"Tom!" Then quieter. "Tom... does everyone in the world... know he's alive?"
   "Sure. Heck, yes!"
   The leopards trotted soundlessly off through darker lands where eyeballs could not turn to follow.
   "I hope they do," whispered Douglas. "Oh, I sure hope they know."
   Douglas opened his eyes. Dad was standing high above him there in the green-leaved sky, laughing, hands on hips. Their eyes met. Douglas quickened. Dad knows, he thought. It was all planned. He brought us here on purpose, so this could happen to me! He's in on it, he knows it all. And know he knows that I know.
   A hand came down and seized him through the air. Swayed on his feet with Tom and Dad, still bruised and rumpled, puzzled and awed, Douglas held his strange-boned elbows tenderly and licked the fine cut lip with satisfaction. Then he looked at Dad and Tom.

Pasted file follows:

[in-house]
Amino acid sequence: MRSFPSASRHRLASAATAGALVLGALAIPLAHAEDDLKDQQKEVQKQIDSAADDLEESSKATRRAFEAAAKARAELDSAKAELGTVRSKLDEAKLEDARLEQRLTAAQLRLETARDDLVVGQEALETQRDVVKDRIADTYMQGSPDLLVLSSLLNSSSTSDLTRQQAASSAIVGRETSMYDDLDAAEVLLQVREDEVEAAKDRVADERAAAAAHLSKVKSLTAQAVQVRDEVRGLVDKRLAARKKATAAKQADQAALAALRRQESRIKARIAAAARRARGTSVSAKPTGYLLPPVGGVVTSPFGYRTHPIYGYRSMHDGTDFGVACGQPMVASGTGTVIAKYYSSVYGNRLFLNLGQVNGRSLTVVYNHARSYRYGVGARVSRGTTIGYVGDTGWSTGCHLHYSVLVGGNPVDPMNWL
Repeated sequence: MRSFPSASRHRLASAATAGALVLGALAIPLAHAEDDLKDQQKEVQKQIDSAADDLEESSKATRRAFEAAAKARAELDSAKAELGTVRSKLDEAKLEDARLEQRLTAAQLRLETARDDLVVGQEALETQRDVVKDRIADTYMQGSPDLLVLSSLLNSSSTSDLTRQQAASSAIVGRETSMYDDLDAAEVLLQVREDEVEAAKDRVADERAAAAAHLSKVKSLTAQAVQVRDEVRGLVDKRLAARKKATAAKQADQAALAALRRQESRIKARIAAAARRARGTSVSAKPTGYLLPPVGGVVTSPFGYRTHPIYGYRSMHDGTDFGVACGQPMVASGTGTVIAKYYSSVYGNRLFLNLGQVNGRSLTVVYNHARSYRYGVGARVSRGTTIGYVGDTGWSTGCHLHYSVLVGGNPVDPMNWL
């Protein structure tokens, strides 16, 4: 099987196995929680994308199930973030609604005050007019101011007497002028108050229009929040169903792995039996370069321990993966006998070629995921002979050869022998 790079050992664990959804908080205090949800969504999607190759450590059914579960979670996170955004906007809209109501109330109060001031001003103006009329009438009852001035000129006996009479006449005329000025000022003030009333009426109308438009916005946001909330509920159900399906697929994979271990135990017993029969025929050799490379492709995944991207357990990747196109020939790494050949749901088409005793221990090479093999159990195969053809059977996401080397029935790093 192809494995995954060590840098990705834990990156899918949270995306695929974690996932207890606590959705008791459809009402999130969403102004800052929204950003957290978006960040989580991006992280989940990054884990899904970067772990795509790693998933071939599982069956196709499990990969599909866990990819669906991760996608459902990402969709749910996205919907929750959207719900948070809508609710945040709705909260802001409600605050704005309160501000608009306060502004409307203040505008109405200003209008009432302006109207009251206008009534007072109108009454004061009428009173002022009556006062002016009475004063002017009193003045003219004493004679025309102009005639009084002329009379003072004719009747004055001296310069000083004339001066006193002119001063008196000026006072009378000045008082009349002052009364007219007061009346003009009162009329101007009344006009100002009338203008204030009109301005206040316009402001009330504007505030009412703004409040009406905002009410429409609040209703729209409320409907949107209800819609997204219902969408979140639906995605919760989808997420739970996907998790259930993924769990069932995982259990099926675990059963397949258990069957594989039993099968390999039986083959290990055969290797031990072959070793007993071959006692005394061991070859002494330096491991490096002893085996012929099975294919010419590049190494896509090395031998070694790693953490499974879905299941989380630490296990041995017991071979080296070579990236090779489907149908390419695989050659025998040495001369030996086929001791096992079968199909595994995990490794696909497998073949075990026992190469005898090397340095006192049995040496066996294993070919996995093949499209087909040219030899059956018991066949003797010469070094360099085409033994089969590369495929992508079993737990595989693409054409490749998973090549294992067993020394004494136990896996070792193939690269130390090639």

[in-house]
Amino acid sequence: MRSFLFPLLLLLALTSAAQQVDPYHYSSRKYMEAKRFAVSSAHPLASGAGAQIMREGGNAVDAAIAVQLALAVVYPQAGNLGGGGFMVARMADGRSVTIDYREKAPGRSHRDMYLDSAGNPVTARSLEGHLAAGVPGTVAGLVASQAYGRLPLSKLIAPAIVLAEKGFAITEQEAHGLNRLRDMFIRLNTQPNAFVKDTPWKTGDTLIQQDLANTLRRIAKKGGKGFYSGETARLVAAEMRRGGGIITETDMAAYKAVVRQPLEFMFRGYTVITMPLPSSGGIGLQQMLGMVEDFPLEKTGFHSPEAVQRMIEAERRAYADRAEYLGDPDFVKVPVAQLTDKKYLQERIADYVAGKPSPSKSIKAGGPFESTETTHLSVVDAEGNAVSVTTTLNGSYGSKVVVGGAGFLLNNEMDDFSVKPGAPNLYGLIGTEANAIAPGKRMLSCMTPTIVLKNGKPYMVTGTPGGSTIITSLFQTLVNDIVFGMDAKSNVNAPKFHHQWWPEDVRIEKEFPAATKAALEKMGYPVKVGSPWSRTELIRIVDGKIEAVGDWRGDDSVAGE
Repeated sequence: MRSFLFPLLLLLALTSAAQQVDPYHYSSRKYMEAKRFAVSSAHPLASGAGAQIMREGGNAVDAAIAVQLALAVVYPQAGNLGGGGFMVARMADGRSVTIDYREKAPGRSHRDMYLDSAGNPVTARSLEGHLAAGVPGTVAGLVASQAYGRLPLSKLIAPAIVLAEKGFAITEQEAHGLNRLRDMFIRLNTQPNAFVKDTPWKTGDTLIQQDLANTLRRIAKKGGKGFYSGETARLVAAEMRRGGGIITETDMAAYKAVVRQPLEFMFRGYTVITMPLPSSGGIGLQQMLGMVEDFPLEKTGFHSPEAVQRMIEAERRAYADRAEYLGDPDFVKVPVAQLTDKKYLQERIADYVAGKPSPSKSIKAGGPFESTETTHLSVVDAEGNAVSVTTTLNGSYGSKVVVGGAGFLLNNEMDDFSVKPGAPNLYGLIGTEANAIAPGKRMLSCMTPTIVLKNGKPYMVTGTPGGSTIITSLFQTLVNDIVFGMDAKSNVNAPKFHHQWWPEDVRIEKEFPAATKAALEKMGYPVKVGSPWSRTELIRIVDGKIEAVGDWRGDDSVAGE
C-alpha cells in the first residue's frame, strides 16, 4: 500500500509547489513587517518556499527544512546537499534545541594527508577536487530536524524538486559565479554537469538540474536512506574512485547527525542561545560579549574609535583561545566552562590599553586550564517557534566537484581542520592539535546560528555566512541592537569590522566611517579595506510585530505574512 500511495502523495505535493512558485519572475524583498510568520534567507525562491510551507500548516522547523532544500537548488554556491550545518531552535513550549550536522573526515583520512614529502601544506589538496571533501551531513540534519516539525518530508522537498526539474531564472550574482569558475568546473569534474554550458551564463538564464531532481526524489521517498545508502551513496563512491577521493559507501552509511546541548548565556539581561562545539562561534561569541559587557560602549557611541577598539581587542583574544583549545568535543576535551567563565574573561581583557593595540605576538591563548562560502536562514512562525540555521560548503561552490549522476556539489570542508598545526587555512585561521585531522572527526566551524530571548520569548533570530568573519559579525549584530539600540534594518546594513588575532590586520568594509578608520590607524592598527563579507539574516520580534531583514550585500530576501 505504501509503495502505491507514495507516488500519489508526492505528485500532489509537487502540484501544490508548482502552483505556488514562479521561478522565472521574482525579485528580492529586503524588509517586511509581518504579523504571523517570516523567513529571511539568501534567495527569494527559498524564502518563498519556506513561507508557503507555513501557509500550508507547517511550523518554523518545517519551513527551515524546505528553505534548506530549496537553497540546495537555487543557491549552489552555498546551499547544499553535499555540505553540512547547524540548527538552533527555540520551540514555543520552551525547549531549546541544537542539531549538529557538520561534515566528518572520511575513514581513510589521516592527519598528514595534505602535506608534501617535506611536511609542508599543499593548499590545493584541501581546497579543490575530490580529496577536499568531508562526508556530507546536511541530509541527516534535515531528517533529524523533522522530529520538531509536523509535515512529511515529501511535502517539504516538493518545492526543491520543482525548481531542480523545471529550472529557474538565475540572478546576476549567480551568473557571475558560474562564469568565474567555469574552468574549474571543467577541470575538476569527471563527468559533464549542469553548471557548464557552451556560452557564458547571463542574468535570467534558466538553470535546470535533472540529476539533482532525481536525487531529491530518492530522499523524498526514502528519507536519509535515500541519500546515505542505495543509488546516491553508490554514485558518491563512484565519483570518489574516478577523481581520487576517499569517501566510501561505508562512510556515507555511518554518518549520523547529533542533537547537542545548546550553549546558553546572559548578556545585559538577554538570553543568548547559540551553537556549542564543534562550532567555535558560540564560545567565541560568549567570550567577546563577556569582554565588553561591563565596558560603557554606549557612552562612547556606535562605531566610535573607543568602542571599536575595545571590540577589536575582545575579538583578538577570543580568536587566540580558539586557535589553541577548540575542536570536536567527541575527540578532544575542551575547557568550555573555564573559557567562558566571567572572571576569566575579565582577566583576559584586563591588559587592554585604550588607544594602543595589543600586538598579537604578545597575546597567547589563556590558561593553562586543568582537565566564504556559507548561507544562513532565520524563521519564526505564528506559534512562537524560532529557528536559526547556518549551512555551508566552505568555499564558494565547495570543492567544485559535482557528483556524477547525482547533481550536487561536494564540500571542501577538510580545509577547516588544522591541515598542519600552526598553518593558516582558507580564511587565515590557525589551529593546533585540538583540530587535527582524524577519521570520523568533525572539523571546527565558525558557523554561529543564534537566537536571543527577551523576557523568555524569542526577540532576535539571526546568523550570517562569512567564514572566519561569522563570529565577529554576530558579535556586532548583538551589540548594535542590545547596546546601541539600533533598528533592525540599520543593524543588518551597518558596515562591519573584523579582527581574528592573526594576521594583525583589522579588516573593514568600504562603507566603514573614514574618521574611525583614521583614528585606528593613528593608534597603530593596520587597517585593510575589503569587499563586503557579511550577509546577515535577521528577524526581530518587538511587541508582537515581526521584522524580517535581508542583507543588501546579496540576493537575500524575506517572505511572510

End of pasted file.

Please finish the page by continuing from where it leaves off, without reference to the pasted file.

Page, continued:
"I'll carry all the pails," he said. "This once, let me haul everything."
   They handed over the pails with quizzical smiles.
   He stood swaying slightly, the forest collected, full-weighted and heavy with syrup, clenched hard in his down-slung hands. I want to feel all there is to feel, he thought. Let me feel tired, now, let me feel tired. I mustn't forget, I'm alive, I know I'm alive, I mustn't forget it tonight or tomorrow or the day after that.

-- Dandelion Wine, Ray Bradbury (1920-2012)

Tuesday, May 1, 2012

Knights and Tourists

Some good writing news... First, the May/June 2012 Fantasy and Science Fiction has appeared, and includes my science fiction story "Grand Tour," along with a lot of very cool-looking stuff, including a new novella by author and poet Fred Chappell.

"Grand Tour," like "The Mote-Dancer and the Firelife" (Beneath Ceaseless Skies #90) and the upcoming "Star Soup," share a universe I figure I'll call the "Nightgift" universe, after the starship many of the characters will serve aboard at some point in their lives. I'm not sure how extensive the series will eventually be, but I like the idea of telling the tales of various people who cross paths aboard a starship, including aspects of their lives before and after their stints on board.